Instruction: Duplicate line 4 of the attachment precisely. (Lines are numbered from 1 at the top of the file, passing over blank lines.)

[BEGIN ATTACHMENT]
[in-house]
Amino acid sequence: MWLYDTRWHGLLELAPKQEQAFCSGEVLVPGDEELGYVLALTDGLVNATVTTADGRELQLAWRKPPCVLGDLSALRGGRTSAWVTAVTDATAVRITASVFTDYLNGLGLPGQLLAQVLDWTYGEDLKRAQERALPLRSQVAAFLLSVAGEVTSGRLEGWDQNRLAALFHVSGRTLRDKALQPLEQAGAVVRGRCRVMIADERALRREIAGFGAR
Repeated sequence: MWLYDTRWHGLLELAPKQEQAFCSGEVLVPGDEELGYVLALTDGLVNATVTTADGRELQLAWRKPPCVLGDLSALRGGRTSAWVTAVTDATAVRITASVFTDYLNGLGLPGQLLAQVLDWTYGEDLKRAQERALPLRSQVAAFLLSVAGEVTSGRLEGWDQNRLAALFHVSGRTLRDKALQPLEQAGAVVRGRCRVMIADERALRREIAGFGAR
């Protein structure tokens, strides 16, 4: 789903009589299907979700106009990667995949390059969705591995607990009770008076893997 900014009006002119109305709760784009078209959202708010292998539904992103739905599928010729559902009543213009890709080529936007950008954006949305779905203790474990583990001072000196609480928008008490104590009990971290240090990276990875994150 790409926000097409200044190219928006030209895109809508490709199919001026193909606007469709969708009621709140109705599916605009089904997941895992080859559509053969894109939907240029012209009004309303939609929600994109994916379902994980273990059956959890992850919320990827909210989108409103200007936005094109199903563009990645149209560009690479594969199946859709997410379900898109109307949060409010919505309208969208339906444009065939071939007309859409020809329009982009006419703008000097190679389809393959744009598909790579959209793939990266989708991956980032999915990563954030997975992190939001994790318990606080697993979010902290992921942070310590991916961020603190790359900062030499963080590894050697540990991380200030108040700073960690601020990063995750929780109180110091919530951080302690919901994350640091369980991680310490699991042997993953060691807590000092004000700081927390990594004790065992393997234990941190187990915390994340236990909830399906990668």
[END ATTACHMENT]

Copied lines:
């Protein structure tokens, strides 16, 4: 789903009589299907979700106009990667995949390059969705591995607990009770008076893997 900014009006002119109305709760784009078209959202708010292998539904992103739905599928010729559902009543213009890709080529936007950008954006949305779905203790474990583990001072000196609480928008008490104590009990971290240090990276990875994150 790409926000097409200044190219928006030209895109809508490709199919001026193909606007469709969708009621709140109705599916605009089904997941895992080859559509053969894109939907240029012209009004309303939609929600994109994916379902994980273990059956959890992850919320990827909210989108409103200007936005094109199903563009990645149209560009690479594969199946859709997410379900898109109307949060409010919505309208969208339906444009065939071939007309859409020809329009982009006419703008000097190679389809393959744009598909790579959209793939990266989708991956980032999915990563954030997975992190939001994790318990606080697993979010902290992921942070310590991916961020603190790359900062030499963080590894050697540990991380200030108040700073960690601020990063995750929780109180110091919530951080302690919901994350640091369980991680310490699991042997993953060691807590000092004000700081927390990594004790065992393997234990941190187990915390994340236990909830399906990668």